Sunday, 22nd March 2009
Tim Buckley Owen
Beware of placing too much reliance on automated sentiment analysis was the message of a recent LiveWire posting on Dow Jones, Standard & Poors and algorithmic trading (http://www.vivavip.com/go/e17065). Now sentiment analysis is a prominent feature of a new venture from the Financial Times, currently in beta test mode: Newssift.
Instead of simply supporting keyword search, Newssift aggregates and annotates global business news and then searches data based on meaning and relationships, claiming to cut out the ‘commercial clutter’ in the process (http://digbig.com/4ymfh). ‘There are only a few search engines that employ relationship-based or semantic algorithms, and to date there is no other that accomplishes refinement using a business point of view,’ claims Robin Johnson, Chief Executive Officer, FT Search.
Potential users are invited to try Newssift at http://www.newssift.com - meanwhile, though, some even more tightly focused personalization is going on at Time Inc, which is currently experimenting with a customized print or online magazine called Mine (http://www.timeinc.com/mine).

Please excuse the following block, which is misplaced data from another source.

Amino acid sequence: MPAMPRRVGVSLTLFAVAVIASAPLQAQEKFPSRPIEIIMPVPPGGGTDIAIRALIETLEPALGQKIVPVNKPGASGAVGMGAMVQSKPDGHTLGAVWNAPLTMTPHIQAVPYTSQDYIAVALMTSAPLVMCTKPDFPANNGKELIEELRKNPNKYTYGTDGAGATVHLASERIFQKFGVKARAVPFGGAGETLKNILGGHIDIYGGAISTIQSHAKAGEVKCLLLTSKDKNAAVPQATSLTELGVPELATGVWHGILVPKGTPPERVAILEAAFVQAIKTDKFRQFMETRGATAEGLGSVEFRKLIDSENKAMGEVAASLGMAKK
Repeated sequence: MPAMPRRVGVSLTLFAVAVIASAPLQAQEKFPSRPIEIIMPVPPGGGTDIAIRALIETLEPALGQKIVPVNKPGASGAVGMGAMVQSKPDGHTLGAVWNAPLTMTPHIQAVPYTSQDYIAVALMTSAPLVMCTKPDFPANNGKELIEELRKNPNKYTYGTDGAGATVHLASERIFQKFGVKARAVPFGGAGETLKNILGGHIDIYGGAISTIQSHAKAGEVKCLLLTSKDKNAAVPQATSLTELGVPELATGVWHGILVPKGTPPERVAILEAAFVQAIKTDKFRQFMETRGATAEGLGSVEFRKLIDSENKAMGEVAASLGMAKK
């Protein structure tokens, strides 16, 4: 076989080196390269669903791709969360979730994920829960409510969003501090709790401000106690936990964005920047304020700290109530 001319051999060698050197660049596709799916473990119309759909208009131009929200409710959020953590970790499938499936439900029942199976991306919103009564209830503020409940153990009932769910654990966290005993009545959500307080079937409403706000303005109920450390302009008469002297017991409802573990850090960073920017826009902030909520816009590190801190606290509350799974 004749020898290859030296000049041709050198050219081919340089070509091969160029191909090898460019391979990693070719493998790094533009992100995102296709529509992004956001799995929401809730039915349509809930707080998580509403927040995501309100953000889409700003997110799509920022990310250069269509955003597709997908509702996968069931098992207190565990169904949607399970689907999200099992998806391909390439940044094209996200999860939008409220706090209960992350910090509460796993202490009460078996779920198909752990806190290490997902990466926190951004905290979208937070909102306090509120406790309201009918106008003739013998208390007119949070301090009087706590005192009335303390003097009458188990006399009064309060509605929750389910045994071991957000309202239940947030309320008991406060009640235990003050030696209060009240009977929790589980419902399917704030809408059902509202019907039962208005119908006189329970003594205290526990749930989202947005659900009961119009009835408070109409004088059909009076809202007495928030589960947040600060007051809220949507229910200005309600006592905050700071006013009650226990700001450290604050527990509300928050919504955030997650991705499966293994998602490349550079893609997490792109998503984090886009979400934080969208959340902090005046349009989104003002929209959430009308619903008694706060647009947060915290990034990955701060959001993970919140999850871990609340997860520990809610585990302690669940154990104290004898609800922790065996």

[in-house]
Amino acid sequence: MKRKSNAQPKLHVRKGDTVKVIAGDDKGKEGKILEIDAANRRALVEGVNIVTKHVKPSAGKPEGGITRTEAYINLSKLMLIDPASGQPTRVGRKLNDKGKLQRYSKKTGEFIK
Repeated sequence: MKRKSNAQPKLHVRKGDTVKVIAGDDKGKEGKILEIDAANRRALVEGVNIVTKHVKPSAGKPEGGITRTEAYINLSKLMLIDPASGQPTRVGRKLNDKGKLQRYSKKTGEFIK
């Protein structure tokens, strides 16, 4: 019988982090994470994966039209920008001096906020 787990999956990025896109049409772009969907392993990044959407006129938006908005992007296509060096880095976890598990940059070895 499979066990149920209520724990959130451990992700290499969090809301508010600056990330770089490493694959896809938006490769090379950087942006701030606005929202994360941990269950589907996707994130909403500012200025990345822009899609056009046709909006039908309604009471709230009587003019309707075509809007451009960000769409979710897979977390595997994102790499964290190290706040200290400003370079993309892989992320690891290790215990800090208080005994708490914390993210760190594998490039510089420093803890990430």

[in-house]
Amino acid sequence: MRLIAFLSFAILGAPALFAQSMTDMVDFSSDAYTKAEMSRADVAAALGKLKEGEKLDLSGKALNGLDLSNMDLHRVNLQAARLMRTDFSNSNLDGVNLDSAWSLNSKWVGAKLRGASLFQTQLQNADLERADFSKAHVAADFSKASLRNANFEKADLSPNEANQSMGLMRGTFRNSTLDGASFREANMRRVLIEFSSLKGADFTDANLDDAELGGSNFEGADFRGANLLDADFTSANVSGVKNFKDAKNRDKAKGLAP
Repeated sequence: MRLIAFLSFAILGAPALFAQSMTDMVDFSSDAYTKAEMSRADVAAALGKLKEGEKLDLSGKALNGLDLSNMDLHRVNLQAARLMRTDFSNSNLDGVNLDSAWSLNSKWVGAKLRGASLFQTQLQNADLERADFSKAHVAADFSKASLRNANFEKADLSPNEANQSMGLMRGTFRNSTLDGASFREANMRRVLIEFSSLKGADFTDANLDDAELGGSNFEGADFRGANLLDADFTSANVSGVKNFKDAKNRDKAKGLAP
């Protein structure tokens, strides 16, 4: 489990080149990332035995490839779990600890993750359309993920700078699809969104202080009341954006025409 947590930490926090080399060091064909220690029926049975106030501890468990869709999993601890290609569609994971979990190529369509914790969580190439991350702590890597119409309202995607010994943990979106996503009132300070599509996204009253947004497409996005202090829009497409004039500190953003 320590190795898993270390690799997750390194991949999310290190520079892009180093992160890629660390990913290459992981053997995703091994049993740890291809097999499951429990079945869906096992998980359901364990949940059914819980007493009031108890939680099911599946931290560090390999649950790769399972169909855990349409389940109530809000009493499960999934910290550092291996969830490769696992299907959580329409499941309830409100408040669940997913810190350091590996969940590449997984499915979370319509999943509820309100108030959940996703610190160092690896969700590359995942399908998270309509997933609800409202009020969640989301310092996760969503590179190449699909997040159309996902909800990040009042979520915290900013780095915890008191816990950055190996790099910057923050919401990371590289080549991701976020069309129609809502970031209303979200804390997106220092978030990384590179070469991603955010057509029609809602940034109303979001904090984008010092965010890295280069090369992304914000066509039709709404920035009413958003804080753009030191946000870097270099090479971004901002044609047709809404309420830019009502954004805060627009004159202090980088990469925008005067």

Choosing from among five out of eight titles published by subsidiaries of Time Warner Inc, readers answer a short questionnaire asking, for example, whether they prefer sushi to pizza or would rather have dinner with Leonardo da Vinci or Socrates. This profile will enable editors to choose the stories that make up each fortnightly personalized issue (http://digbig.com/4ymfg).
Dreamed up by car manufacturer Lexus, it’s an advertising initiative rather than an editorially driven one. But the Daily Me has been a twinkle in newspaper publishers’ eyes for years, so no doubt the experiment will be followed with close interest.
But what about the ‘unknown unknowns’? Politicians and regulators are falling over themselves at the moment, for example, in their rush to acknowledge that they didn’t see the banking crisis coming. Could tightly targeted offerings like FT Newssift or Time’s Mine actually end up making it even more difficult for decision makers to see what they don’t expect?
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